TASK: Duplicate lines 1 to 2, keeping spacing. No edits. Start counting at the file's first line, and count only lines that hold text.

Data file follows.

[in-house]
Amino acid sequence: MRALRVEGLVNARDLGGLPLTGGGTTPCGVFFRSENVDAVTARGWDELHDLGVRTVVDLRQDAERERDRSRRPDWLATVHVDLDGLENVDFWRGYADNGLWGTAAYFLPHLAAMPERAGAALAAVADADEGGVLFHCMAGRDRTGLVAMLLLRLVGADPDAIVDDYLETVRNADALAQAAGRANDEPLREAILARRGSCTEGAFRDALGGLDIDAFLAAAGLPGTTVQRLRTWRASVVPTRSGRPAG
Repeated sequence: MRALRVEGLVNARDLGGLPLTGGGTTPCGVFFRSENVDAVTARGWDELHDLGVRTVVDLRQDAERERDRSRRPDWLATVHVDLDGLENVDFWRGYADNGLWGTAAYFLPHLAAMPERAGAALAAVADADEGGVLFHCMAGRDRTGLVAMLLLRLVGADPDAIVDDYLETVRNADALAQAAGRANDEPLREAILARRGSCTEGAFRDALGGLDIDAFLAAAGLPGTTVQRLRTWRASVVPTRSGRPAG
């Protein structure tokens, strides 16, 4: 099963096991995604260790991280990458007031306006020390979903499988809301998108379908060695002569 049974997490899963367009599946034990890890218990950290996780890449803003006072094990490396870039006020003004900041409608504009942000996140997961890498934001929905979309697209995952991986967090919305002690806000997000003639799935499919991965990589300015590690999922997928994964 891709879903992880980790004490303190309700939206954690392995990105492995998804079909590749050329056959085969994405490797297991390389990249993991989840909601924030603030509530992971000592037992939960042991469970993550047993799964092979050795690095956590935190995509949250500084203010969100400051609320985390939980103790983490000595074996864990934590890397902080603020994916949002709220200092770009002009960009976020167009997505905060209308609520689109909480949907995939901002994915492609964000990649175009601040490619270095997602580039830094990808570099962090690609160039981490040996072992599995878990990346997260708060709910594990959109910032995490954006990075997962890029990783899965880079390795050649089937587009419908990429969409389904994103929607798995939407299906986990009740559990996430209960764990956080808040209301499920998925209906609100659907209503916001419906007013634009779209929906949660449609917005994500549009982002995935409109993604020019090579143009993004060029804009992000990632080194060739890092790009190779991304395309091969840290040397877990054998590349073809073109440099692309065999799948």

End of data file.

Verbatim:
[in-house]
Amino acid sequence: MRALRVEGLVNARDLGGLPLTGGGTTPCGVFFRSENVDAVTARGWDELHDLGVRTVVDLRQDAERERDRSRRPDWLATVHVDLDGLENVDFWRGYADNGLWGTAAYFLPHLAAMPERAGAALAAVADADEGGVLFHCMAGRDRTGLVAMLLLRLVGADPDAIVDDYLETVRNADALAQAAGRANDEPLREAILARRGSCTEGAFRDALGGLDIDAFLAAAGLPGTTVQRLRTWRASVVPTRSGRPAG